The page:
TantrumsAndBalloons Wed 08-May-13 12:26:43

If they both work OP then that may be how they afford it?

Maybe they don't have childcare costs anymore, our disposable income shot up when the youngest was out of childcare.

Maybe they were saving for years.

Or maybe, they just earn enough money to maintain the standard of living they enjoy, without going into debt? Plenty of people do.

But it seems a bit taboo these days to admit you spend more than £20 a week in Aldi and like nice things? And can afford to buy them without sitting in the cold all winter.

dreamingbohemian Wed 08-May-13 12:27:16


ok never mind the childcare angle! smile

TantrumsAndBalloons Wed 08-May-13 12:28:16

X post about childcare costs there sad

But maybe the reason people can afford nice things then is because both parents work more hours than you and your DH?

uncongenial Wed 08-May-13 12:28:23

Why would somebody post on Facebook that they have new bedding, whatever the brand? Is it supposed to impress confused And how do you know the cost of everything? Why do they share this information anyway? I don't know anybody who does that.

Some people have private incomes, investments, or perhaps just haven't divulged their exact income to you, in answer to your question.

MortifiedAdams Wed 08-May-13 12:28:40

OP, the one who has his own business - she says they arent making money yet - maybe he pays himself a salary, and they have yet to make any actual profit over costs yet? A PT teacher will be on 18k at least surely?

caramelwaffle Wed 08-May-13 12:29:46

Low, or no housing costs except Council tax and ultilities.

Thinking particularly of collegues in my area/dept. at work - they all have no, or low mortgages, most have other owned-outright investment properties and the young'uns live at home with mum and dad able to save £1000-£1500 per month.

This is not a City job.

PosyNarker Wed 08-May-13 12:30:13

There are all kinds of reasons. I had a conversation with an ex colleague who kept asking how I could afford x or y (bit cheeky, but there your go).

Lower mortgage than you think? I got on the property market when many of friends didn't feel ready to buy or were struggling for a deposit. I went out less then & have more ready cash now.

Different priorities? A friend of mine goes on 3 fortnight long holidays a year, one of which is usually skiing and another long haul. I suspect our households have a similar income, hers possibly slightly higher. She 'couldn't afford' my house (has a flat) and I 'couldn't afford' her holidays.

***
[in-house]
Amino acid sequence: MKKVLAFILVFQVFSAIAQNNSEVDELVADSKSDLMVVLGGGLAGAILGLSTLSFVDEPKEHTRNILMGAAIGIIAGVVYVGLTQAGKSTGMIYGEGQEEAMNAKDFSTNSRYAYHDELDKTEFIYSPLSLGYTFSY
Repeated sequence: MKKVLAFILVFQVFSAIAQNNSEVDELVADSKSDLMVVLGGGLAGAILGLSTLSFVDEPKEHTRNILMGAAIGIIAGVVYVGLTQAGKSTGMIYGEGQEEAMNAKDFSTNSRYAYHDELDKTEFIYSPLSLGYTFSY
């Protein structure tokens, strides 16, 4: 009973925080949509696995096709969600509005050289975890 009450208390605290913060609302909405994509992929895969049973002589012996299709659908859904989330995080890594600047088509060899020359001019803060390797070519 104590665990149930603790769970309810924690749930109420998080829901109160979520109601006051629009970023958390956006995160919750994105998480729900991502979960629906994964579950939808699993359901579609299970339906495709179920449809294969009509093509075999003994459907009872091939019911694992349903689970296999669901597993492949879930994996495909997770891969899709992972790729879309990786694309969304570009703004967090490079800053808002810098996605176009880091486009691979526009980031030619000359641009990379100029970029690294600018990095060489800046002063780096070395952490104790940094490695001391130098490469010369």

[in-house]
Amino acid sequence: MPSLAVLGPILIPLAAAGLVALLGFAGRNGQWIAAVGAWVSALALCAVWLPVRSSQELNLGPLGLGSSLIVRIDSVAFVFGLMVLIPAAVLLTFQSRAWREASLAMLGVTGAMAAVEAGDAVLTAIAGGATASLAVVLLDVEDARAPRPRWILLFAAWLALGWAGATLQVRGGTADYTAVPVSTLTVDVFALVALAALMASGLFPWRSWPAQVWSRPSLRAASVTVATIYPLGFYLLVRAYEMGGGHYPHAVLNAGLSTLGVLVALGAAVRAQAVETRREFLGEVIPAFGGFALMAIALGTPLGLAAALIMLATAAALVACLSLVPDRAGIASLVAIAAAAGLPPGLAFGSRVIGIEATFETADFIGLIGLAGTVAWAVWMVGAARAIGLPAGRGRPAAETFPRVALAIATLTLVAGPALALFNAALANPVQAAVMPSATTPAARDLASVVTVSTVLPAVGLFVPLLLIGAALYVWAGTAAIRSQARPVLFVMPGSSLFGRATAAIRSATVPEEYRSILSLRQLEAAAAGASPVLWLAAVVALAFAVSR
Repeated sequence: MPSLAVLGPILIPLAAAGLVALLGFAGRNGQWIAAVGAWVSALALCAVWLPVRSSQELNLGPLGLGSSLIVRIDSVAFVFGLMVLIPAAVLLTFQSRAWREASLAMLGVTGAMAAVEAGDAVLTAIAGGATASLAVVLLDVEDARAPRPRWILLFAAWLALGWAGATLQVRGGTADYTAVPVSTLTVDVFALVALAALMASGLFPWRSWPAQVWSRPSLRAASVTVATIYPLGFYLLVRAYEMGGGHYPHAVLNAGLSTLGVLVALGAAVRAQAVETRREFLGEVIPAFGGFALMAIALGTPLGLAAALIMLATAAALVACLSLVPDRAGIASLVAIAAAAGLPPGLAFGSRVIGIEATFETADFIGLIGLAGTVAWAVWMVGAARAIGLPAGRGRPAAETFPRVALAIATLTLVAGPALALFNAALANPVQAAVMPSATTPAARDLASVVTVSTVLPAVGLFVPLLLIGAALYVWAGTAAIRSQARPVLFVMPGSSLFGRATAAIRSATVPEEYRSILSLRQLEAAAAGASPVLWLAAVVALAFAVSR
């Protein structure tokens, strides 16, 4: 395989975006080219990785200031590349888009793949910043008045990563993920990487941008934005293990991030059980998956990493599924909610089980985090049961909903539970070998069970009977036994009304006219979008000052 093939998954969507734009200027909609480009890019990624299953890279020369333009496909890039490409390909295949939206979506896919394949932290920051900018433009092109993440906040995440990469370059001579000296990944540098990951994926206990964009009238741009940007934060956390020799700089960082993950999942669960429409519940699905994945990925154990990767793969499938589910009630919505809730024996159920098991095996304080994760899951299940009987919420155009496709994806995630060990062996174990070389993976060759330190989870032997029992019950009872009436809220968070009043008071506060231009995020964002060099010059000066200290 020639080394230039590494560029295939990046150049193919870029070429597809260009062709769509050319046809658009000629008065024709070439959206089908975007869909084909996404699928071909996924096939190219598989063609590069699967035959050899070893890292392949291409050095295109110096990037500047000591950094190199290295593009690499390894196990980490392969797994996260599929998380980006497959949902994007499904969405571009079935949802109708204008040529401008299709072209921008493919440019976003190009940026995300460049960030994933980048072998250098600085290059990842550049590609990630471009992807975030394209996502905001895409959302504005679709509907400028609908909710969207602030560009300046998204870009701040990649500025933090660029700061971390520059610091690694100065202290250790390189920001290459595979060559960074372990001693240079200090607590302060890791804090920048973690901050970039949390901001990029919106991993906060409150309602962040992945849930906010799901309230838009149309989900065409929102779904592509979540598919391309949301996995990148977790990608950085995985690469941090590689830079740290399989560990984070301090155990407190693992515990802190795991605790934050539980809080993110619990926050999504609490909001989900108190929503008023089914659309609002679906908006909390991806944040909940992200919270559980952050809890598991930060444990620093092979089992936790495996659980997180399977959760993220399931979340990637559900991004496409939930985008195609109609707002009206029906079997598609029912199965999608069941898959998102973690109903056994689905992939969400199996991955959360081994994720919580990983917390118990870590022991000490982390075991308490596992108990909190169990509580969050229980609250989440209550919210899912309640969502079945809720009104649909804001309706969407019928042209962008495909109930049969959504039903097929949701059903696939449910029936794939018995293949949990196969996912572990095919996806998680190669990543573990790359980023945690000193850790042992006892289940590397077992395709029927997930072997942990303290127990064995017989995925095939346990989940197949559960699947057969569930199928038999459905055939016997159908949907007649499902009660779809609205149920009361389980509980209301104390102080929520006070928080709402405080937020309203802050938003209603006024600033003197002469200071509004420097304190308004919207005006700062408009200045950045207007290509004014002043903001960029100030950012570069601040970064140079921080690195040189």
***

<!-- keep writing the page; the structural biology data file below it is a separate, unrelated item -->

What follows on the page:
They buy more expensive but buy less? I once proved to my mother that despite shopping in places she deems expensive, I spend less than she does on clothes because I buy less 'stuff' overall.

Everything bought on HP? Purchases put through the business books to avoid VAT? Company car? I could have a brand new Merc or A4 sitting t the front if I wanted to pay the bloody tax on it and you'd never know it wasn't mine...

LtEveDallas Wed 08-May-13 12:30:57

LtEveDallas Are you serious? That would be nosy

Yes I'm serious, no need for the hmm face. OP calls these two people 'friends'. If they are friends why can't OP just say "Ohh I am soooo jealous of your Cath Kidson duvet. Where did you get it from? Was it on special offer because I couldn't afford anything so lovely" or "Ohh you've got so many lovely things, how do you pay for it all? Have you got any tips for me?"

If they are friends, then that is just conversation. If they aren't friends, then how would you know their income/expenditure etc to comment?

BrianButterfield Wed 08-May-13 12:32:29

I don't understand how people on here are buying £100+ boots etc like it's a regular thing. We have a very healthy income and spare cash but there's still no way I could afford those. Same with new Isabella oliver maternity clothes and so on - and they're this season's, not from eBay. Although nobody I know IRL buys them either, it's Peacocks and New Look all the way!

CockyFox Wed 08-May-13 12:35:37

We have lots of nice things but we are bargain hunters and very rarely pay full price for anything.
Yes we have a low income (less than 18, 000 including tax credits) we live to our means so never go overdrawn and never have much left at end of month but no debt except mortgage.